What If I Cannot Get The Loan Updated?

What do you do if the bank refuses to update your loan?

If you’re in the unfortunate situation where the bank refuses to add your partner to your title, there are a few options you can consider.

Binding financial agreement.  If you can’t get the loan updated, it could be worth exploring the option of a binding financial agreement. These documents are a way to outline what would happen to the property if the relationship ends. If you’re looking at setting up a binding financial agreement or a trust, you need to speak to a lawyer about the pros and cons of these. 

Transferring the property to a trust. In this case, there will be stamp duty implications, so speak to a lawyer about this. Buying in a Trust can change the way a bank will assess your application.

Reassessing things later. If you’re on maternity leave, for example, or carers leave, or you might have had extended time off work, or you might have existing debts you need to clean up, it could just be worth leaving the property as it is now and then revisiting the transfer down the line.

Pros and Cons Of Transferring Your Partner To The Title Of A Property?

As with everything, adding your partner to your property title has upsides and downsides. In this section, we will discuss each of them in detail.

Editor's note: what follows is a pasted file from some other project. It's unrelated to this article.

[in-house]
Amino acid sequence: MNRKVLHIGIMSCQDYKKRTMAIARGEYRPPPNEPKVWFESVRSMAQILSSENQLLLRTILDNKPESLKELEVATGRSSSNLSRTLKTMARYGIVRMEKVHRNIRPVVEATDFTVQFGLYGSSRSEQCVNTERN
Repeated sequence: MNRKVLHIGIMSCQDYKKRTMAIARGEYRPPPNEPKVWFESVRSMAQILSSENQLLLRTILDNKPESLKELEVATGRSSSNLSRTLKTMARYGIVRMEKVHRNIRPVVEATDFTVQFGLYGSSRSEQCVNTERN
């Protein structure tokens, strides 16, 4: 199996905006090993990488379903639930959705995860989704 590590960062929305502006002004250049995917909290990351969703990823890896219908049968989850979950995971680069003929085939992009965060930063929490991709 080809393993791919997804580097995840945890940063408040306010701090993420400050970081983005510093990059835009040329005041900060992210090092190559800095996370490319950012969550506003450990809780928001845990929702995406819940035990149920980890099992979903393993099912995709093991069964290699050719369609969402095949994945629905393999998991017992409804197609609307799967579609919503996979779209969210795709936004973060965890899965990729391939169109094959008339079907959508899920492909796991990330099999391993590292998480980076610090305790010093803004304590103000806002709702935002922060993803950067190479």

Benefits of shared ownership

Benefits of shared ownership
There are some major advantages to adding a partner to your property title, especially if you're both in the relationship for the long haul.

There are some major advantages to adding a partner to your property title, especially if you’re both in the relationship for the long haul.

Protection for both parties. If you’re the sole owner and, sadly, something were to happen, your partner could be left with nothing. This is probably a good reminder that it’s worth updating your will after any major events. If you bought a property, sold a property, or assets have changed hands, share ownership through a title provides security for both parties.

Relationship equality. For many people, putting a partner on a title formalizes the commitment. As a couple, it shows the emotional and financial contribution of both partners to your home.

Future financial gains. When it comes time to sell,  being on the title means you both potentially share in the profits. How you split up those potential gains is really entirely up to you as a couple. It doesn’t need to be 50/50